One More Day


This is my father’s world:

He shines in all that’s fair;

In the rustling grass I hear him pass;

He speaks to me everywhere.

from the hymn,

This is My Father’s World

For most people, the day after their birthday is  the unremarkable  first  day of  the march toward the next birthday, a time  to write thank you’s to the gracious people who were kind enough to remember  your birth as a momentous event.

For me it is a day to also  remember the many gifts I was given throughout my life  by my father, who slipped quietly away in the early morning hours immediately after my birthday in 1989.

Just the other night, Mr. Wu and I discovered that both of our fathers served in the military during WWII.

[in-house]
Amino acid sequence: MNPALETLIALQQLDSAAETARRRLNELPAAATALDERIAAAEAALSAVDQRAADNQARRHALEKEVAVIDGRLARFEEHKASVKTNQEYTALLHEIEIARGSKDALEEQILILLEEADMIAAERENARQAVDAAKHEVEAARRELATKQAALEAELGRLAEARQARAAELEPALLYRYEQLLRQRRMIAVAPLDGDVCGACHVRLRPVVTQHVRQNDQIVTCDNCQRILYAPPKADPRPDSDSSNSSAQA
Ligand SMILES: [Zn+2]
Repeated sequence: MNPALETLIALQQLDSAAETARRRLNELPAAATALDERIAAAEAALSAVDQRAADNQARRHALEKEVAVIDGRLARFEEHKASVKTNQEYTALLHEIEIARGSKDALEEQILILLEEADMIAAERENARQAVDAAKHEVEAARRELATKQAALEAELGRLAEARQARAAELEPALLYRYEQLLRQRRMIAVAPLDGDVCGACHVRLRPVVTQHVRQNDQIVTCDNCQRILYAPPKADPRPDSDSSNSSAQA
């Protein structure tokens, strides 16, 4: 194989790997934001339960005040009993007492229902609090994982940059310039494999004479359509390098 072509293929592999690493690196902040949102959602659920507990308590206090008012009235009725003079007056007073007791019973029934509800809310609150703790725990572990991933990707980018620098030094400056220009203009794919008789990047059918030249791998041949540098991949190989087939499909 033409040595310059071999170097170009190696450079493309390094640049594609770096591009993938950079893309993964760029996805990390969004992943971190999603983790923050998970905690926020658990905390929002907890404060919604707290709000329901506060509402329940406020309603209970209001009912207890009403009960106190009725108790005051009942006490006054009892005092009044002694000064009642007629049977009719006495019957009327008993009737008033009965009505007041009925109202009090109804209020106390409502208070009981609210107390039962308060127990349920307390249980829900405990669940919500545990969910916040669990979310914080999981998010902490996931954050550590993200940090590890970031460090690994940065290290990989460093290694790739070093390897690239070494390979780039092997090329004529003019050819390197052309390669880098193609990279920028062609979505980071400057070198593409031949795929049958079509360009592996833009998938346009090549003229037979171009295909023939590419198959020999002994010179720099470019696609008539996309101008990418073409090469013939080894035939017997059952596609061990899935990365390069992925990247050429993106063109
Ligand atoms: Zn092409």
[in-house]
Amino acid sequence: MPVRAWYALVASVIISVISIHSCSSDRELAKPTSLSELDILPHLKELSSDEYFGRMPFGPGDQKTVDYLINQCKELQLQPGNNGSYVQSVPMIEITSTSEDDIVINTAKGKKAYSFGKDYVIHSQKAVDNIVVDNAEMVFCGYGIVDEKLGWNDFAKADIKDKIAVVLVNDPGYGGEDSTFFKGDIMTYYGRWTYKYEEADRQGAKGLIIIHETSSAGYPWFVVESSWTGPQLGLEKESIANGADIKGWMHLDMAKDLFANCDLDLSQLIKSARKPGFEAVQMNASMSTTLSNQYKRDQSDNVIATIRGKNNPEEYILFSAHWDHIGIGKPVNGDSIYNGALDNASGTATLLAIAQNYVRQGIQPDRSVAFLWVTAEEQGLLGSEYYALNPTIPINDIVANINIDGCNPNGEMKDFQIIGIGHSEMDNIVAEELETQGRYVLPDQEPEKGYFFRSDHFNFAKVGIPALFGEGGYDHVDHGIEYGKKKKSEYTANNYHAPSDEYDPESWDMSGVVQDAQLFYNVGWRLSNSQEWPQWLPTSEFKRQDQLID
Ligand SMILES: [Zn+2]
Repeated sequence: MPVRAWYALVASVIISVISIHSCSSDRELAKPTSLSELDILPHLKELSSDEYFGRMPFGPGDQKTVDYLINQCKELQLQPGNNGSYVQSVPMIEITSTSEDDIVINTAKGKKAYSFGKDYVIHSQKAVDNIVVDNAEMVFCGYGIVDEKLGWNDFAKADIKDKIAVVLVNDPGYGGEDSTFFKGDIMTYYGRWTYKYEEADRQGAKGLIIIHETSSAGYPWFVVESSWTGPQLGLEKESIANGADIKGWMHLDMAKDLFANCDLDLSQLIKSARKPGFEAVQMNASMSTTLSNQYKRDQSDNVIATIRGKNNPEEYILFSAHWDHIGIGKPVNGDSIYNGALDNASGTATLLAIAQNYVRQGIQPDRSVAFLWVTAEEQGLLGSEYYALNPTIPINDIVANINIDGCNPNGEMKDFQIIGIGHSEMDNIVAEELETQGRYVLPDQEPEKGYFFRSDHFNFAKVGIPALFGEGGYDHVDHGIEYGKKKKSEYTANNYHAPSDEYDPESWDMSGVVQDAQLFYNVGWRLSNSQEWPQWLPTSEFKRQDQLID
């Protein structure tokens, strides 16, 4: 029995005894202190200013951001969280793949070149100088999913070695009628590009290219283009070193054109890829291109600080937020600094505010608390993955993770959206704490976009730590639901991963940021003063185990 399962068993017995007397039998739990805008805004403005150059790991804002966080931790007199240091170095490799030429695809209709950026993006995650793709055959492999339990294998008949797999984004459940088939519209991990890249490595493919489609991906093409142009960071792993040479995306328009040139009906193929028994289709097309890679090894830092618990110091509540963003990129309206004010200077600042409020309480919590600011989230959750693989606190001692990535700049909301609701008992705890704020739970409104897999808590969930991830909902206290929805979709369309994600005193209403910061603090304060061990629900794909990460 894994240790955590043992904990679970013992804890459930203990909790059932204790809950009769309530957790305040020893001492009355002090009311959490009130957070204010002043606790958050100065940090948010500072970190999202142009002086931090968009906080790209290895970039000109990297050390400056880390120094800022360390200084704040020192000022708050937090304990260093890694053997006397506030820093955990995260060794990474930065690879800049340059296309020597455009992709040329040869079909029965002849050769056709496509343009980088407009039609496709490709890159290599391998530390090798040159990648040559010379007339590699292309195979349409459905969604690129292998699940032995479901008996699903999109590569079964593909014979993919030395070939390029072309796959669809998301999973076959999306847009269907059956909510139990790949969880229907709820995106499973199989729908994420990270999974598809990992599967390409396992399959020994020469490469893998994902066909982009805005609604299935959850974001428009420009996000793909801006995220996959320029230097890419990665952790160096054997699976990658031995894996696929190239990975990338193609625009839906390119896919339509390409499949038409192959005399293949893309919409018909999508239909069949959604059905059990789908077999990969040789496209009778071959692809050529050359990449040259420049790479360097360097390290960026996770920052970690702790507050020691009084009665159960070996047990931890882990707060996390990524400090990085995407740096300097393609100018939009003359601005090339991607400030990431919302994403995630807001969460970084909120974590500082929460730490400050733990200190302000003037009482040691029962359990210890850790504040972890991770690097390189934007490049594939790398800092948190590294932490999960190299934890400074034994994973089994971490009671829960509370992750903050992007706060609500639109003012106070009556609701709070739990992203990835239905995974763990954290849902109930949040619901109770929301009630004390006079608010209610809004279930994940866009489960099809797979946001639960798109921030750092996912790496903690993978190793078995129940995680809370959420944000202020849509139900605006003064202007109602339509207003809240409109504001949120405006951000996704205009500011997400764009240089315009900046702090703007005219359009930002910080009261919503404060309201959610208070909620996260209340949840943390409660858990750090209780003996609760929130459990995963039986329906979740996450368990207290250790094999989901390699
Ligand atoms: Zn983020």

Daddy Wu is one of the last surviving members of his unit and served in the Japanese Army.  Although a citizen of Taiwan, he like many other young men of his country, was called to service by Japan.

I asked Mr. Wu where  his father had  served and he answered that he had been stationed in the Philippines. Interestingly, so was my father.

“Oh!”, Mr. Wu exclaimed, “Maybe your daddy and my daddy fought each other.”

And I suppose they did.

We both looked at each other, smiled, and shook our heads;  two children of two men who had been in the position of fighting to the death against each other, wondering what their daddies would have made of this moment.

As we continued to talk about their time in the armed forces–his dad in the Japanese army, and mine in the U.S. Air Force, I told him an interesting story about my father and a Japanese flag.

In my next entry, you can read  the story, too.

And you will understand why, when I was a small child and my vacation bible school class sang “This is My Father’s World” –I thought we were singing about Daddy.

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